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Creditors of Christian Laettner File Chapter 7 Bankruptcy

DURHAM, NC – In an unusual twist to the courtroom saga between former Duke University basketball star Christian Laettner and his investment partners in the redevelopment of West Village in Durham, five of his creditors have filed an involuntary Chapter 7 bankruptcy petition against the former college basketball superstar.

At issue is $14 million that the investors say they are still owed by Laettner after winning earlier court judgments against him.

Laettner and his real estate businesses have been defendants in several civil lawsuits across the country in recent years. The cases were regarding loans received from friends and fellow professional athletes for real estate projects in Durham, Baltimore and elsewhere, some of which never panned out.

But Laettner has become more of a target in recent months after the February sale of the Phase II buildings at West Village in Durham, an apartment, office and retail development that sold for $187 million.

According to North Carolina court documents, at least one of the business entities in which Laettner is still a partner, Fuller Street Development LLC, received multiple cash surplus notes as an owner in the West Village Phase II mixed-use property, plus $28.3 million from the proceeds of its sale. The records did not disclose how much Laettner, now a resident of Florida, might have personally profited from the West Village deal.

Durham lawyer Dick Hutson, who is representing Laettner in the bankruptcy case filed in the U.S. Bankruptcy Court’s Middle District of North Carolina, did not immediately return calls for comment.

West Village in Durham, Nc
West Village in Durham, NC

Another attorney representing Laettner, Hassan Zavareei, said he hopes Laettner can negotiate a settlement and that the Chapter 7 filing may eventually be dismissed. “Mr. Laettner has done and continues to do everything possible to repay his fellow investors,” Zavareei said in statement issued by his law firm to the Wall Street Journal and Buffalo Business First, a sister publication.

The bankruptcy petition list said the monies owed are “primarily business debt.”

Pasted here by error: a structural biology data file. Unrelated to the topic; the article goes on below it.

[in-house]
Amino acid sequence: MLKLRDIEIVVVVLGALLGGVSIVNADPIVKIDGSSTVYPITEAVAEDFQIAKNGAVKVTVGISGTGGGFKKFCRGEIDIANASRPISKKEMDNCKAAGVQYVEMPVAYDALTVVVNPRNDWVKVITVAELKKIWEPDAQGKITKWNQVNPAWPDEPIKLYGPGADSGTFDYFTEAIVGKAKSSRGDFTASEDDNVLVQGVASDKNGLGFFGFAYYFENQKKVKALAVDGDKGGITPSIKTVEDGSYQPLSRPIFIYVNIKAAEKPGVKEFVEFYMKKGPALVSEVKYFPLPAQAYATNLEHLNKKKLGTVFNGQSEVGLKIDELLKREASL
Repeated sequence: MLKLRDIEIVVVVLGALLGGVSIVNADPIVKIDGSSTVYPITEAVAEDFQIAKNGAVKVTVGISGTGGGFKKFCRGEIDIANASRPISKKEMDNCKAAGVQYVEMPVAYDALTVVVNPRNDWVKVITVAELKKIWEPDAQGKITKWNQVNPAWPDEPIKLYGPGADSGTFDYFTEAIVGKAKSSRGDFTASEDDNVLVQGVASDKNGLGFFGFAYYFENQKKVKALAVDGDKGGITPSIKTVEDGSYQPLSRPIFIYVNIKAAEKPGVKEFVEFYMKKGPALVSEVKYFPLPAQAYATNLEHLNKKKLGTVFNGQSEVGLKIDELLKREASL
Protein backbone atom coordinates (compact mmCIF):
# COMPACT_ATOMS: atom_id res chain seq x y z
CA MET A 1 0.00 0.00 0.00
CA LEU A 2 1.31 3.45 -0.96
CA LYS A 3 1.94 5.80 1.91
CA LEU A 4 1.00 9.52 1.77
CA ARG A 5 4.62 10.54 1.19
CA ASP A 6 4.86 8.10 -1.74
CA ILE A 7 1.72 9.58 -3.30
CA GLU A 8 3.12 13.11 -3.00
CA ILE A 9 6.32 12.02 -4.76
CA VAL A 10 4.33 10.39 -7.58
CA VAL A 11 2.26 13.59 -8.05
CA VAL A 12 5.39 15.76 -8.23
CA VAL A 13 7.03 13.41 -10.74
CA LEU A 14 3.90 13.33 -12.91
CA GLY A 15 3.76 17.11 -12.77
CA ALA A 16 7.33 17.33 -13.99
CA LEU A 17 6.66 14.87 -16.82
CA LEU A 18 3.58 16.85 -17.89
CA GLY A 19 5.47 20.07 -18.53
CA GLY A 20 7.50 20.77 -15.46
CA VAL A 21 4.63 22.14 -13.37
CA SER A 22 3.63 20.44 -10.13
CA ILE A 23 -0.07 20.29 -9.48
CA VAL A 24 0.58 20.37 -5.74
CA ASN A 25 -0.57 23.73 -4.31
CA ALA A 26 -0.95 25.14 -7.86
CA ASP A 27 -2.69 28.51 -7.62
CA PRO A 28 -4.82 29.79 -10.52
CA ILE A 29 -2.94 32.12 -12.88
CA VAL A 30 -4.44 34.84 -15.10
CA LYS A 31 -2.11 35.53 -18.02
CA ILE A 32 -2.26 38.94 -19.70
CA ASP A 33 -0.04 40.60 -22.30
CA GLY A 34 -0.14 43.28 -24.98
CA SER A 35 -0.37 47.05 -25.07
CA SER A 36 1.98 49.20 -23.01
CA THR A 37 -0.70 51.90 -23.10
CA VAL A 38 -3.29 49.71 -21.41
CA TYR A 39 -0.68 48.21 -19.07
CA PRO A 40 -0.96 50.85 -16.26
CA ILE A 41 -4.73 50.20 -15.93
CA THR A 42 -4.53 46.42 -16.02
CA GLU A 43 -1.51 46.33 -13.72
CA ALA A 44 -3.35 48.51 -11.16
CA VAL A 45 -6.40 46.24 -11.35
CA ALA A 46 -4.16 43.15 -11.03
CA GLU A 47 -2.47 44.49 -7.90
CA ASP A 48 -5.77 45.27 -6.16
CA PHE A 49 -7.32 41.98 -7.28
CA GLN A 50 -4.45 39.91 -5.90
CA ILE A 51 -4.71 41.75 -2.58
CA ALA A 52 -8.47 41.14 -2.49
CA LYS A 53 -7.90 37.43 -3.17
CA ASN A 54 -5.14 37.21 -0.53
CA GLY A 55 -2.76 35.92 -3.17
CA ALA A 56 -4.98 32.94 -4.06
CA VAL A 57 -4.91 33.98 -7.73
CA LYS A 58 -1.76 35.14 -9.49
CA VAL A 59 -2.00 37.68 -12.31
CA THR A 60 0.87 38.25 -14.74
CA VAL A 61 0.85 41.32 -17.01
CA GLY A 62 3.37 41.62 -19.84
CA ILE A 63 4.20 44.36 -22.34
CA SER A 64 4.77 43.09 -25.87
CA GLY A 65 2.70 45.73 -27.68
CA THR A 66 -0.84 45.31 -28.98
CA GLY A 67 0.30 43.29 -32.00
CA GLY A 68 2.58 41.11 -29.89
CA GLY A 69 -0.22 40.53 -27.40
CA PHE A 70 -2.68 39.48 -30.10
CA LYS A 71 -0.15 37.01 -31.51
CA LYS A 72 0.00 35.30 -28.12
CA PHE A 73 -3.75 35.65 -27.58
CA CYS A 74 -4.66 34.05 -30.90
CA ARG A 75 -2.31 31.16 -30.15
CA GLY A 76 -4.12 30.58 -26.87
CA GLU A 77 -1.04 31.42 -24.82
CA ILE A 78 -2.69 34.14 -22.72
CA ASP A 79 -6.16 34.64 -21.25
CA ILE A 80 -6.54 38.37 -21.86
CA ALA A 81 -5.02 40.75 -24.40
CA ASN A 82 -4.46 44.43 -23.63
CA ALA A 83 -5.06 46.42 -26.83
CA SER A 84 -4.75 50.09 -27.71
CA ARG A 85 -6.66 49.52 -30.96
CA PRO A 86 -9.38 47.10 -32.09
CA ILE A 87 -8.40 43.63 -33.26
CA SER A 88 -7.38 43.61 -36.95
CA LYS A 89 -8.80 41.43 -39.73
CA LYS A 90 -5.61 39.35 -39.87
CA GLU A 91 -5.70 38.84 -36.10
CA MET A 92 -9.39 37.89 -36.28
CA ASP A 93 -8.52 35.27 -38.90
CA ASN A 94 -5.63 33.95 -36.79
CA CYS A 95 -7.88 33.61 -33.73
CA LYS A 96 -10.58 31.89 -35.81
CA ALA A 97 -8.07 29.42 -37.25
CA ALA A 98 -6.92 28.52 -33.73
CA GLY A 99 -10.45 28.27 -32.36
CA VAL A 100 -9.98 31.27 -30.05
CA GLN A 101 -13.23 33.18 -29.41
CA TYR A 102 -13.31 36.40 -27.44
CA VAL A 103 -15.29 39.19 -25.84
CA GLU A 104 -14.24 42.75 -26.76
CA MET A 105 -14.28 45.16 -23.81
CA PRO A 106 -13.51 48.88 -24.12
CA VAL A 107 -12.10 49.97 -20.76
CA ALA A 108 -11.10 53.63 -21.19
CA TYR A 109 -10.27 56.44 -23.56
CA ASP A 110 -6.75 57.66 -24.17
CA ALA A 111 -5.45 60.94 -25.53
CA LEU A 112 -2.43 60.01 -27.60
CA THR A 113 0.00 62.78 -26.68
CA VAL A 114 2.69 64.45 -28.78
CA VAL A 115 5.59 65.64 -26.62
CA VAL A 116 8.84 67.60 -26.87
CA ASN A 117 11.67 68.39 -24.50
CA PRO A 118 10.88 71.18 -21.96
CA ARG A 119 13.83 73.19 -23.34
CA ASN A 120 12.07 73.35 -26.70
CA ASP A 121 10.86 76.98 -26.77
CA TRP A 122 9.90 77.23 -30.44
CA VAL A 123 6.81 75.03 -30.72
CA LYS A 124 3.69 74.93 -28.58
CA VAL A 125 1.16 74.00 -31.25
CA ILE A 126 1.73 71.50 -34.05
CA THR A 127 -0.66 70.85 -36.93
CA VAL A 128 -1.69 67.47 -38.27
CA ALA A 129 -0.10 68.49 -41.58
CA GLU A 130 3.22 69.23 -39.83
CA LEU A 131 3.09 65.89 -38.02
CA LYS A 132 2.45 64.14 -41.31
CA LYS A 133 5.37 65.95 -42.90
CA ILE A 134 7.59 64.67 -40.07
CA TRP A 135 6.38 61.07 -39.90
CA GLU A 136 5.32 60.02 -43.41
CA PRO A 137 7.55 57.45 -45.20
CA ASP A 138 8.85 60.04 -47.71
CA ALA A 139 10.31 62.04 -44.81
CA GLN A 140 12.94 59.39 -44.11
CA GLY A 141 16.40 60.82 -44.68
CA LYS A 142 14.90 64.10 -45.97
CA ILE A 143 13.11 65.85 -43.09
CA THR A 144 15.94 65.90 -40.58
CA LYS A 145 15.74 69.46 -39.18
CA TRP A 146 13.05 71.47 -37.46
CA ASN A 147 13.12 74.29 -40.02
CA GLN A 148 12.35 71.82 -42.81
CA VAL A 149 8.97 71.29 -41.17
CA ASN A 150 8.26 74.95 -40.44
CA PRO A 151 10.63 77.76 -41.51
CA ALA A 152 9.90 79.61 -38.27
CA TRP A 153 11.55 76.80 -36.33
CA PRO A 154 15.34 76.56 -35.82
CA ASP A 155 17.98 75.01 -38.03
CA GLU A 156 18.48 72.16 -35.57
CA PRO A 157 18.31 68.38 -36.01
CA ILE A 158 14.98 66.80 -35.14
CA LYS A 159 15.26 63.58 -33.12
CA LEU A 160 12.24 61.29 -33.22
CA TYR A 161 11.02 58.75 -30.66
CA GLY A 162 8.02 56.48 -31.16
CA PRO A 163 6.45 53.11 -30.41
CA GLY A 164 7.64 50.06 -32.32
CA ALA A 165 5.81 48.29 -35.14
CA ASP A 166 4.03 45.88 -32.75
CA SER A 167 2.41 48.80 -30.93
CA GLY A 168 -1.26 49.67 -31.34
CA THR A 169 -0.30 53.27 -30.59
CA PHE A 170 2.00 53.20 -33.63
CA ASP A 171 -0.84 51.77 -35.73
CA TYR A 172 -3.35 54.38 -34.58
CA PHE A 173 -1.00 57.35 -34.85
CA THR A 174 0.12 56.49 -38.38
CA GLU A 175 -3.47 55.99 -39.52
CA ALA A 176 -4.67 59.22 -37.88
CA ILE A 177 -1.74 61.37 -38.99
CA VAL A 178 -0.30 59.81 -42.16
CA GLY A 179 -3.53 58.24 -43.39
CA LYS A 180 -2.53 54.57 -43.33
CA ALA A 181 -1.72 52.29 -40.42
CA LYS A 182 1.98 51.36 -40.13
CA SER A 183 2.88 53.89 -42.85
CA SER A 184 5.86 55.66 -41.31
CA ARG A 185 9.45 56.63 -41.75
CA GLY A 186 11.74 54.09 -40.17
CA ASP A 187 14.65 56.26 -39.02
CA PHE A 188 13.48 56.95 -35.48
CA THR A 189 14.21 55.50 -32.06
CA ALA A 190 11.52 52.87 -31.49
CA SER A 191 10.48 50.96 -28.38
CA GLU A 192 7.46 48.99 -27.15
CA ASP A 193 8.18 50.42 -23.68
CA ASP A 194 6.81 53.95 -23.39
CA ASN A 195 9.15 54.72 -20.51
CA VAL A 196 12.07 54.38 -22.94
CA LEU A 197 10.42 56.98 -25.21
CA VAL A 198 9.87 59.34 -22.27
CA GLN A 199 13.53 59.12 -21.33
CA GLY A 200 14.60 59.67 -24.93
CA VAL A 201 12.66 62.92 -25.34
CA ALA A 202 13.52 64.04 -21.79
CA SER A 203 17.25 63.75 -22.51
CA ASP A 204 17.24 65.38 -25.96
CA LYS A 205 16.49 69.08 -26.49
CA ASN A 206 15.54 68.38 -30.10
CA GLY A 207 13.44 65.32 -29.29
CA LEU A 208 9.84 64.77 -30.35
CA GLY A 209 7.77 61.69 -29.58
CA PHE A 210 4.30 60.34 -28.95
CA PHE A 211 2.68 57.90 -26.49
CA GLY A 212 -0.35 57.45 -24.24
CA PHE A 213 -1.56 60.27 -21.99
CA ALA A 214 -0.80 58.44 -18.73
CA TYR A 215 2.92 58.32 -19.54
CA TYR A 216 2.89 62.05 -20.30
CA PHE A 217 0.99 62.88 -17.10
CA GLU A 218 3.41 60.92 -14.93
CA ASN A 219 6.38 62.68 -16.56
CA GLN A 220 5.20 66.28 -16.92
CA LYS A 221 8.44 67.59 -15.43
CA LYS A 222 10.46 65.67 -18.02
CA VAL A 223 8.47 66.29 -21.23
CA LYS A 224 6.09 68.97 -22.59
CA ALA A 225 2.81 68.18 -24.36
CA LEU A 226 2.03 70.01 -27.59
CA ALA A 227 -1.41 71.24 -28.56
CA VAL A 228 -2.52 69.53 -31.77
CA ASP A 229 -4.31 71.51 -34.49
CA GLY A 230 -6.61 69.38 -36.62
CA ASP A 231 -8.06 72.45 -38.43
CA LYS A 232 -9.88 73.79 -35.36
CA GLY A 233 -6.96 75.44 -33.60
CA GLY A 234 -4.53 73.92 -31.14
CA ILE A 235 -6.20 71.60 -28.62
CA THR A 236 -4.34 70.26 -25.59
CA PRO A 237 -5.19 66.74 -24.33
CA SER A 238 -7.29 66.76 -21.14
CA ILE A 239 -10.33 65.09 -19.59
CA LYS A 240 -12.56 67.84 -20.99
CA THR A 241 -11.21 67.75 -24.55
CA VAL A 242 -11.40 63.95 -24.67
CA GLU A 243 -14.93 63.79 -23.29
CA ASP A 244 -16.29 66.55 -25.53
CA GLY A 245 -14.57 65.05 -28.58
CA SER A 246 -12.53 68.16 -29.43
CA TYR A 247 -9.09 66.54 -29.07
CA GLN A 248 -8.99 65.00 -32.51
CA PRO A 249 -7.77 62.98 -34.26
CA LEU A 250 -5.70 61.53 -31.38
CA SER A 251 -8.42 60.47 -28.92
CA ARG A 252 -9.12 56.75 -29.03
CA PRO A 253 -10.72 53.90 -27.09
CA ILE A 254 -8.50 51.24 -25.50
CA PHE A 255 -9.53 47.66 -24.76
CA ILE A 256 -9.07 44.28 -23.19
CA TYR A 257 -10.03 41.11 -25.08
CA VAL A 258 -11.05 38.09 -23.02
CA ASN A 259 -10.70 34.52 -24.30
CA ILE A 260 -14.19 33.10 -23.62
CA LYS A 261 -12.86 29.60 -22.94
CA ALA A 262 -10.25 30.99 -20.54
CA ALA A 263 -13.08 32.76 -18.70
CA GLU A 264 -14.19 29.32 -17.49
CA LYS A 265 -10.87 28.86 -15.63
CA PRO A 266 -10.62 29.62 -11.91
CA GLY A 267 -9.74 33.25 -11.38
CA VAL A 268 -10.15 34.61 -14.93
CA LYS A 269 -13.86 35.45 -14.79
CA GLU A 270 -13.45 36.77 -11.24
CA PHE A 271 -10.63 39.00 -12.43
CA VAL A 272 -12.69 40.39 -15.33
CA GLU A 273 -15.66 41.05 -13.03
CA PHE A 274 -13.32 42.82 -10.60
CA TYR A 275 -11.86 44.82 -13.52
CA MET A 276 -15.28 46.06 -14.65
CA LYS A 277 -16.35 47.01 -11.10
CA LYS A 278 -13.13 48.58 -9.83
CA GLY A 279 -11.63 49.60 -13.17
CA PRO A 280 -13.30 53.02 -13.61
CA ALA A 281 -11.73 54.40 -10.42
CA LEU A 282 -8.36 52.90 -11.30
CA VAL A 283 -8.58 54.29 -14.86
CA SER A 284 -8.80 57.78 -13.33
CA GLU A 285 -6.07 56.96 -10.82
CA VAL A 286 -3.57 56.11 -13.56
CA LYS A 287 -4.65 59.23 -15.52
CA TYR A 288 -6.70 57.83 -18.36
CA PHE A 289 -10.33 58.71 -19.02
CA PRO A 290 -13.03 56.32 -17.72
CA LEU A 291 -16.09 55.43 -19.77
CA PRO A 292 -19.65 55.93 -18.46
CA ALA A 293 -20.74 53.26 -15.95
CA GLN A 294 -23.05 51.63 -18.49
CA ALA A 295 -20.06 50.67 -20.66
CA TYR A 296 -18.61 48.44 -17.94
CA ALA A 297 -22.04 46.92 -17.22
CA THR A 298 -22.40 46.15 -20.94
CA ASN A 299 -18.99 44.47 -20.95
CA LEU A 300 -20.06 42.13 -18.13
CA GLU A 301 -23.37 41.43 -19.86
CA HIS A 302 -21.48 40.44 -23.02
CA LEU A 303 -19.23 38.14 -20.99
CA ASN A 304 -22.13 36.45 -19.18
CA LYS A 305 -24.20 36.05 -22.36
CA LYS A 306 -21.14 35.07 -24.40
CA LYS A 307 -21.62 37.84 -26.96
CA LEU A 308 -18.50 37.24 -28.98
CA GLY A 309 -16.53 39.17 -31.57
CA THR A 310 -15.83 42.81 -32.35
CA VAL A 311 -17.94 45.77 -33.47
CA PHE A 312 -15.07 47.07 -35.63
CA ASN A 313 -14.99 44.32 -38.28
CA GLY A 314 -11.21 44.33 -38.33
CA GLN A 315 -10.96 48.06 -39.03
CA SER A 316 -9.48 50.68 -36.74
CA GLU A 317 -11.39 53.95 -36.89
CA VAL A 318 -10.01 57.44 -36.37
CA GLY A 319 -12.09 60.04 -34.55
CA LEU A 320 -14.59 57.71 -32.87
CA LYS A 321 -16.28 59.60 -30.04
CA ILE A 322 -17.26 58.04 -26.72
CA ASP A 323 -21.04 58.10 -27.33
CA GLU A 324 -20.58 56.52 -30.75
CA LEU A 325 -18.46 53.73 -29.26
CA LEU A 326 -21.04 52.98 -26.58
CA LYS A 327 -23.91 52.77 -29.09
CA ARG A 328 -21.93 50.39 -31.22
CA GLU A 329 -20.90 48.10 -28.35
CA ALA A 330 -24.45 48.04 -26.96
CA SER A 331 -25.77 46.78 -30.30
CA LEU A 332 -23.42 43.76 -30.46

Plaintiffs and amount owed were listed as follows:

  • NSA-SP#3, LLC (National Servicing & Administration), $7,321,230
  • Ernest Sims III, $1,482,730
  • Jonathan Stewart, $3,629,230
  • Park Lane IBS, LLC, $236,193
  • D&F DCU, LLC, $1,382,545

A copy of the Chapter 7 bankruptcy petition has also been filed as part of a North Carolina Business Court case that’s been pending since March 2016 related to the disbursement of proceeds from the West Village property sale.

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Phyllis Coley
Phyllis D. Coley is CEO/Publisher of Spectacular Magazine and Host of Spectacular Magazine Radio Show. With a B.A. in English from NCCU, the Durham native began her professional career as Promotions/Marketing Director for New York City’s WKTU-FM. While at the radio station, Coley discovered the rap group Kid ‘n Play and managed them for five years, guiding their music and movie careers to success. Moving back to Durham, Coley produced a nationally syndicated television show, The Electric Factory, while working as News Director for FOXY 107/104. In April 2002, recognizing a void in highlighting the achievements of African Americans, she started her own business publishing ACE Magazine. Coley launched Spectacular Magazine in November 2004. Recognizing the lack of pertinent and truthful information, Coley began Spectacular Magazine Radio Show in March 2009. Coley is the organizer of Durham's Annual MLK/Black History Month Parade and the Annual North Carolina Juneteenth Celebration. She currently serves on Central Children’s Home Board of Directors, Raleigh Chamber of Commerce’s Board of Advisors, as Immediate Past Secretary of the Durham Rotary Club Board of Directors and is one of the founding members of the Triangle United Way’s African American Leadership Initiative.

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